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Fixes to Huntington's LIRR parking garage

The south parking structure has cracked concrete throughout

The south parking structure has cracked concrete throughout the garage at Huntington Station. (Aug. 20, 2012) Credit: Jessica Rotkiewicz

After years of wear and weather exposure, the Long Island Rail Road Huntington Station south parking garage is showing its age -- and set to receive a face-lift.

The town board recently approved a $962,000 contract with Structural Preservation Systems Llc of Long Island City to begin fixing the town-owned, three-decades-old structure, in the first of a multiphase renovation project. Repairs to the north garage were completed last year.

"All the concrete repairs, any cracks that are evident will be chipped away," said Steve McGloin, the town's director of transportation and traffic safety. He said cracks will be opened, sealed and filled in, "so it doesn't crack again . . . It will be absolutely necessary structural components."

He said later phases will address other issues, the biggest of which is waterproofing the five-level 392,000-square-foot garage. "Once the repairs are made, then we are going to put a waterproofing membrane down to prevent this from happening again," McGloin said.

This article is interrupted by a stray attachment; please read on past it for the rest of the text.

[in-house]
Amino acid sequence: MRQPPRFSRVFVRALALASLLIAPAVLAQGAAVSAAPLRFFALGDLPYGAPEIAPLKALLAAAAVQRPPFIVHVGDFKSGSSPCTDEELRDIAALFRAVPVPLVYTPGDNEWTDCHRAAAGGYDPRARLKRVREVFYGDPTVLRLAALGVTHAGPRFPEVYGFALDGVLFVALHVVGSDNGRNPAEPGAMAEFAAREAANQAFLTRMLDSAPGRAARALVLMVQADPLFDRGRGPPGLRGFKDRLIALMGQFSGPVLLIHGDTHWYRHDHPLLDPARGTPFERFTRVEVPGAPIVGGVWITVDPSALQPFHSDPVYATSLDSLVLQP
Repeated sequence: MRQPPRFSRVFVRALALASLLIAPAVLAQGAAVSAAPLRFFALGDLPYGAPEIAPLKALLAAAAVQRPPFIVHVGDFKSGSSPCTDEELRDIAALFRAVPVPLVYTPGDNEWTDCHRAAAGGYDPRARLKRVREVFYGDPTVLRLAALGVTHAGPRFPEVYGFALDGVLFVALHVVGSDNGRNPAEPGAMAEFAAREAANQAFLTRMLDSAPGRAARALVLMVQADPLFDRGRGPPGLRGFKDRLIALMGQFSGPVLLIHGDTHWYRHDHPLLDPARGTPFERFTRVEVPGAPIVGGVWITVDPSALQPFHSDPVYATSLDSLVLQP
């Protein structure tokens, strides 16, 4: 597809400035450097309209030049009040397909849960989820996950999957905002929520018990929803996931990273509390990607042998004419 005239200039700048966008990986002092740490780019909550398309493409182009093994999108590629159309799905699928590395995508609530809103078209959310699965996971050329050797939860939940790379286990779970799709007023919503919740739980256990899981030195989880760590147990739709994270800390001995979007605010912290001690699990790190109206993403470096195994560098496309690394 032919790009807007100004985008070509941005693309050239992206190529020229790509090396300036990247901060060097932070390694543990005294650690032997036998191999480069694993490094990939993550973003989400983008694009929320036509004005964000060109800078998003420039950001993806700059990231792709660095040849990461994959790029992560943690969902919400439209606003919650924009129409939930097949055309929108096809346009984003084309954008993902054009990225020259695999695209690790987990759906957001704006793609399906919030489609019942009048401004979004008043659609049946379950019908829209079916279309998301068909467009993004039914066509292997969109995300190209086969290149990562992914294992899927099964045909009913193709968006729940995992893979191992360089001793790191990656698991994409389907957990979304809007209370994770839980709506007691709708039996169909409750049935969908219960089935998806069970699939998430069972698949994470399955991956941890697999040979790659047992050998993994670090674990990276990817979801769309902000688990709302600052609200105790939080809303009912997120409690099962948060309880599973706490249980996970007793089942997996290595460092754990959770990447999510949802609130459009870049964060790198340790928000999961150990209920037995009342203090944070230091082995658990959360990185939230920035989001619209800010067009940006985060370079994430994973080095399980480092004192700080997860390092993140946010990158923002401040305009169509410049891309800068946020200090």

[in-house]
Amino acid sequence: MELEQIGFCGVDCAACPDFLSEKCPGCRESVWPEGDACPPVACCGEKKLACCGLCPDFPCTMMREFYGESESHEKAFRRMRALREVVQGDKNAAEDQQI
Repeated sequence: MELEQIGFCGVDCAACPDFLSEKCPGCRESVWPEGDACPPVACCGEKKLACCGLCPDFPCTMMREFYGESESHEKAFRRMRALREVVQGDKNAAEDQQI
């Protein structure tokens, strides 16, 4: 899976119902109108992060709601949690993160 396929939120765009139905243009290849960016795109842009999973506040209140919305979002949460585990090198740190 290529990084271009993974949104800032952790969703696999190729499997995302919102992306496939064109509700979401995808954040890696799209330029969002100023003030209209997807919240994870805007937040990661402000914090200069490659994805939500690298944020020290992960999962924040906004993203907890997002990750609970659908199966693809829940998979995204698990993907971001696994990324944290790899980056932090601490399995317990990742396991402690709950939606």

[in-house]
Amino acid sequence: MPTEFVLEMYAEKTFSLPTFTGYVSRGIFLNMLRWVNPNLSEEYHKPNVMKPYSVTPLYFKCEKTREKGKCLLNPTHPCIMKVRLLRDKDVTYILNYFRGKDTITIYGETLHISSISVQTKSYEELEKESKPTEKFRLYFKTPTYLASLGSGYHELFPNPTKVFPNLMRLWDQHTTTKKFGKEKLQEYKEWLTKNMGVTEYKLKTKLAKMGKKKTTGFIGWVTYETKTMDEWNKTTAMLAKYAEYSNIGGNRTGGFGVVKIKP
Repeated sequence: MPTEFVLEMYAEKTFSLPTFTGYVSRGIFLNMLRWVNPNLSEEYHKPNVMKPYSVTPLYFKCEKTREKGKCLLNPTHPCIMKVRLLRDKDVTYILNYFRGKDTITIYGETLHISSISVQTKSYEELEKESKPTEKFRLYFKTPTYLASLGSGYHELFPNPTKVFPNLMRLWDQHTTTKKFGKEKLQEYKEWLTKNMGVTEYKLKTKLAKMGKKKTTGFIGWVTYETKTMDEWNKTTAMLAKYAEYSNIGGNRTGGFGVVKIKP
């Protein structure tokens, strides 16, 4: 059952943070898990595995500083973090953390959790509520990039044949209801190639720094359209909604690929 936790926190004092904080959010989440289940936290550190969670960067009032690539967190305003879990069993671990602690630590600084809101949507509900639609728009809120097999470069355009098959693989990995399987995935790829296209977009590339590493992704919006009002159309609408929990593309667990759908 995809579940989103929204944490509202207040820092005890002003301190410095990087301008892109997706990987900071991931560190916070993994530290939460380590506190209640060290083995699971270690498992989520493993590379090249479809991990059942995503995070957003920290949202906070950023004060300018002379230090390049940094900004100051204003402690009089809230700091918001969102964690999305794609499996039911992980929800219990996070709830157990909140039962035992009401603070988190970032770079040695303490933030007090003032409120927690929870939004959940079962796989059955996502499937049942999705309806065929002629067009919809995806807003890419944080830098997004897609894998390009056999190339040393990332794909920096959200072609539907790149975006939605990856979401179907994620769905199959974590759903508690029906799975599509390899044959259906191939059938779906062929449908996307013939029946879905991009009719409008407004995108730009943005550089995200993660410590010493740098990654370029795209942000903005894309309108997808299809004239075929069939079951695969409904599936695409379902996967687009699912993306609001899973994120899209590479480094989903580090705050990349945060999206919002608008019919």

He said the problems stem from moisture migrating to where it doesn't belong after salt used for de-icing in the winter accelerates concrete corrosion.

In fall 2008, after cracked beams led to the closure of the 1,400-space garage near the LIRR station in Oyster Bay, Huntington hired engineering firm Desman Associates of Manhattan to evaluate the south parking garage, which was built in 1981 and has 1,200 parking spaces.

Huntington's resulting survey, issued in 2009, found the reinforced concrete structure was in fair to poor condition, due to age and corrosion-related deterioration. The report said there is a need for structural concrete repairs, removal and replacement of deteriorated concrete surfaces, installation of new expansion joints, stair tread, concrete repairs and a preventive maintenance program, among other things, at a cost of $2.5 million.

Town board member Susan Berland, who with colleague Mark Mayoka, sponsored the resolution for the Structural Preservation Systems contract, said the delay between getting the survey and starting the work was due to coordinating funding. "We have a grant through the Federal Transit Administration, and the balance will come from the town," Berland said.

Structural Preservation Systems, was the lowest bidder to respond to the town's request.

"These necessary repairs will appreciably extend the useful life of the south parking garage and provide additional safety for the residents who utilize it," Mayoka said.

McGloin said the contract should be signed in the next few weeks with work beginning soon after. He said about 100 parking spaces at a time will be inaccessible during the project.

Nancy Berg, a member of the Friends of Huntington Train Station, a group that organized a few years ago over safety, cleanliness and convenience issues, welcomed news of the updates. "It's great that they are doing something. It should be fixed. But I don't understand how a relatively new structure like that needed fixing so soon," she said.

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